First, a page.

Research Guidelines: Process and Stages

Research Interview Guidelines: Process and Stages
The interview guidelines discussed in this paper can be used as guidelines for conducting both qualitative and quantitative research interviews. Interview guidelines can be broadly divided into three stages, namely the stage of interview preparation, the interview process, and interview evaluation, including problems that often arise in research using interview techniques.
I wrote this interview guide sourced from a book chapter written by Irawati Singarimbun entitled “Interview Techniques”. I complete the source of the book with examples that I have taken from my personal experience conducting interviews for more than one hundred times, when I was an assistant field researcher.
This post will briefly review the interview stages as part of the interview guidelines. The reader can reflect only a few relevant stages. For example, readers who need inspiration about how to conduct research interview preparation, can only read the research interview preparation section. We start from the preparation of the interview.

Stages of interview guidelines
Interview preparation
At this stage, planning to conduct interviews must be carried out as optimal as possible. Normatively, interview preparation involves making an interview guide, writing a list of potential informants, including contact numbers if available, making appointments with prospective informants, and preparing equipment and documents needed for interviews, such as recording tools, research permits, proposals or whatever is needed.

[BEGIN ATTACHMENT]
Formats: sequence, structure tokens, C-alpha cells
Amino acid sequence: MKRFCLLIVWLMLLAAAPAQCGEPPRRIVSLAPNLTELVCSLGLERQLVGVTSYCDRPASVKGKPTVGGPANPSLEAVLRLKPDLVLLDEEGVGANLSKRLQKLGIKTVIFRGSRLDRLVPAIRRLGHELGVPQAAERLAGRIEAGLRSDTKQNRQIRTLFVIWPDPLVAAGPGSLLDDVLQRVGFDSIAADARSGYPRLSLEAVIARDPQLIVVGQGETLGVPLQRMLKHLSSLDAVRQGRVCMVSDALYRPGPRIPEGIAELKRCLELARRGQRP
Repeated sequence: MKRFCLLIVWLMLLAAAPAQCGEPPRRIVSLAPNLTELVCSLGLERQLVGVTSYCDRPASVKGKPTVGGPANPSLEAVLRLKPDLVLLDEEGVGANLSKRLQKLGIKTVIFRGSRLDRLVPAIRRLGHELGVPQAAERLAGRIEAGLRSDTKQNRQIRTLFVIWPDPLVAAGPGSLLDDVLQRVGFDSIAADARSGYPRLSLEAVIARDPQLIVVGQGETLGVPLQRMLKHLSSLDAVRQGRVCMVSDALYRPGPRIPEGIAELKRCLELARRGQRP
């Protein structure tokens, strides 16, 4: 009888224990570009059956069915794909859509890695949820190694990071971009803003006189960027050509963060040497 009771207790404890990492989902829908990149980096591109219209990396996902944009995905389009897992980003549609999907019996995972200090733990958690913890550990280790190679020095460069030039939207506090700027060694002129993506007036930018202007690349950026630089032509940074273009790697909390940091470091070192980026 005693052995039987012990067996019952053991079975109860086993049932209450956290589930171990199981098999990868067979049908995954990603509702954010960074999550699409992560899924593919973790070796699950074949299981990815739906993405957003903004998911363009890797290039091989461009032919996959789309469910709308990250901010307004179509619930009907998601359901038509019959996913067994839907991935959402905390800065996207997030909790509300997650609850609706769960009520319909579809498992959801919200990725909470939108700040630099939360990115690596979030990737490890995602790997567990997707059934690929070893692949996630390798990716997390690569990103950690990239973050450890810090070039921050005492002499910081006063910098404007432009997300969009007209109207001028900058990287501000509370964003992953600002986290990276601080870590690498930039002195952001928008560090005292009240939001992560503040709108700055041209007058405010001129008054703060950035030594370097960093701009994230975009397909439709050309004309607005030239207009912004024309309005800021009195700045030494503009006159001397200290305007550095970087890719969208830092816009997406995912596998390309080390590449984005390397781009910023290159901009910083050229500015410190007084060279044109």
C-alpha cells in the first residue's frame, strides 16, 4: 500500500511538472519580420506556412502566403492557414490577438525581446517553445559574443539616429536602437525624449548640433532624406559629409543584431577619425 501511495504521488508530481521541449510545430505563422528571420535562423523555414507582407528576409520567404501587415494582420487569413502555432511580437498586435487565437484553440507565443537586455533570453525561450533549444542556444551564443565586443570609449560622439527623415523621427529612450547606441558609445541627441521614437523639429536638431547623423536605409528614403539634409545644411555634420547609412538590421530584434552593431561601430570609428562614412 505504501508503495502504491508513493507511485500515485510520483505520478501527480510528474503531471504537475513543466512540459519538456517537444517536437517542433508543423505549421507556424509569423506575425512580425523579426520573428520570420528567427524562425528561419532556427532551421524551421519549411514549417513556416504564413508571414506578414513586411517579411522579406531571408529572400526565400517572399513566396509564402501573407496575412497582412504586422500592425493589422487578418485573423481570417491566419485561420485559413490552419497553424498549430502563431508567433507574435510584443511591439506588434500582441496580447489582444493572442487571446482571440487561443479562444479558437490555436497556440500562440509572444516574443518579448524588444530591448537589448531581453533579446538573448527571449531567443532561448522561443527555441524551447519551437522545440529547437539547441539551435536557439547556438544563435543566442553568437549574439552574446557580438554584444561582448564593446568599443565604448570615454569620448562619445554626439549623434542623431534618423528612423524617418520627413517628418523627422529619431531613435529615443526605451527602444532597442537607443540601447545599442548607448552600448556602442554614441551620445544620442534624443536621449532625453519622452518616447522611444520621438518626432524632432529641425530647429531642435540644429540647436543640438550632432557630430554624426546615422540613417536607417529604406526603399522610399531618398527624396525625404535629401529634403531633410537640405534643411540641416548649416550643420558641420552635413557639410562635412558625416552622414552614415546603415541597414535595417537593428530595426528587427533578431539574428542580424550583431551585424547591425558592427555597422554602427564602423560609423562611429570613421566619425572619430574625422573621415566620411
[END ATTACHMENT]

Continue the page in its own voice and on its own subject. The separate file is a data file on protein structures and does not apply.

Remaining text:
I don’t need to discuss in detail the other preparations because the reader understands better what is needed to go to the field. If you go to the field on a motorbike, gas must not be empty. I don’t need to review the details of this matter. What I need to review is more substantial things like interview guides.
Interview guides need to be made merely as a tool for researchers to conduct interviews. Keep in mind once again that the interview guide is not a list of interview questions, but only as a tool. As a tool, researchers may or may not prepare it.
Interview guides are made as simple as possible. Researchers can write questions that will be asked with just one or two words. For example, in research on environmental activism, researchers will ask about what motivates informants to join the environmental community. In the interview guide, it is enough to write community motivation. Other questions are also so that the interview is more flowing because researchers do not need to keep their heads down for too long reading texts such as news broadcasts.
If the researcher has understood the issues and questions to be discussed, of course the interview guide will only be taken as a supplement. The interview goes like normal chatting. This technique is usually carried out by researchers who have high flight hours where before going down to the field, all research questions are understood by heart. The interview guide is only used to control it so that there aren’t too many questions.